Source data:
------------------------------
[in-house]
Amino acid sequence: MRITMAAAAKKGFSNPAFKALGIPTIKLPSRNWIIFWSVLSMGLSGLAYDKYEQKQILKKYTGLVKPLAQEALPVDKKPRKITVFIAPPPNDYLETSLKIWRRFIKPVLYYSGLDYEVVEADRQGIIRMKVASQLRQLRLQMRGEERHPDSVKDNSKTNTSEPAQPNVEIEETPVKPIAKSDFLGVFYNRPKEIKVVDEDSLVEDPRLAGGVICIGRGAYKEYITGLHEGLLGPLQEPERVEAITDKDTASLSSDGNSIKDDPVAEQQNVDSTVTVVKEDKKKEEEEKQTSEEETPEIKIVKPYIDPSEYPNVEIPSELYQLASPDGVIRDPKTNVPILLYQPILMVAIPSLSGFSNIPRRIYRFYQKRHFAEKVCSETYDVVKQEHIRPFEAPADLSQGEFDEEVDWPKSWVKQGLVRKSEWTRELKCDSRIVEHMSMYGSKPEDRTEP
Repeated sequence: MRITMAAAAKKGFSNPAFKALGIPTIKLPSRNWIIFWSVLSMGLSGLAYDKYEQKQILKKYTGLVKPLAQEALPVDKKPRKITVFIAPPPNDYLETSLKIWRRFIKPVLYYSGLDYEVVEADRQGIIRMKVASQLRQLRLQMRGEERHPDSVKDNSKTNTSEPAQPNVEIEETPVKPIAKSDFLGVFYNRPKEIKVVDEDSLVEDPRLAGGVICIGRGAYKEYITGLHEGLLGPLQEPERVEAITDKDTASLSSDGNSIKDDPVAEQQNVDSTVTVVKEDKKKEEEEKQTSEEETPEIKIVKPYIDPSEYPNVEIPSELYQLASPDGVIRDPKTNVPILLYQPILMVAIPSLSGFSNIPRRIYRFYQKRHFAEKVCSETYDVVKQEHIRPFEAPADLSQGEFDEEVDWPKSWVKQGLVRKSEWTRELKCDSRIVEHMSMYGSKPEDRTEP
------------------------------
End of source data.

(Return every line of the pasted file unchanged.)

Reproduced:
[in-house]
Amino acid sequence: MRITMAAAAKKGFSNPAFKALGIPTIKLPSRNWIIFWSVLSMGLSGLAYDKYEQKQILKKYTGLVKPLAQEALPVDKKPRKITVFIAPPPNDYLETSLKIWRRFIKPVLYYSGLDYEVVEADRQGIIRMKVASQLRQLRLQMRGEERHPDSVKDNSKTNTSEPAQPNVEIEETPVKPIAKSDFLGVFYNRPKEIKVVDEDSLVEDPRLAGGVICIGRGAYKEYITGLHEGLLGPLQEPERVEAITDKDTASLSSDGNSIKDDPVAEQQNVDSTVTVVKEDKKKEEEEKQTSEEETPEIKIVKPYIDPSEYPNVEIPSELYQLASPDGVIRDPKTNVPILLYQPILMVAIPSLSGFSNIPRRIYRFYQKRHFAEKVCSETYDVVKQEHIRPFEAPADLSQGEFDEEVDWPKSWVKQGLVRKSEWTRELKCDSRIVEHMSMYGSKPEDRTEP
Repeated sequence: MRITMAAAAKKGFSNPAFKALGIPTIKLPSRNWIIFWSVLSMGLSGLAYDKYEQKQILKKYTGLVKPLAQEALPVDKKPRKITVFIAPPPNDYLETSLKIWRRFIKPVLYYSGLDYEVVEADRQGIIRMKVASQLRQLRLQMRGEERHPDSVKDNSKTNTSEPAQPNVEIEETPVKPIAKSDFLGVFYNRPKEIKVVDEDSLVEDPRLAGGVICIGRGAYKEYITGLHEGLLGPLQEPERVEAITDKDTASLSSDGNSIKDDPVAEQQNVDSTVTVVKEDKKKEEEEKQTSEEETPEIKIVKPYIDPSEYPNVEIPSELYQLASPDGVIRDPKTNVPILLYQPILMVAIPSLSGFSNIPRRIYRFYQKRHFAEKVCSETYDVVKQEHIRPFEAPADLSQGEFDEEVDWPKSWVKQGLVRKSEWTRELKCDSRIVEHMSMYGSKPEDRTEP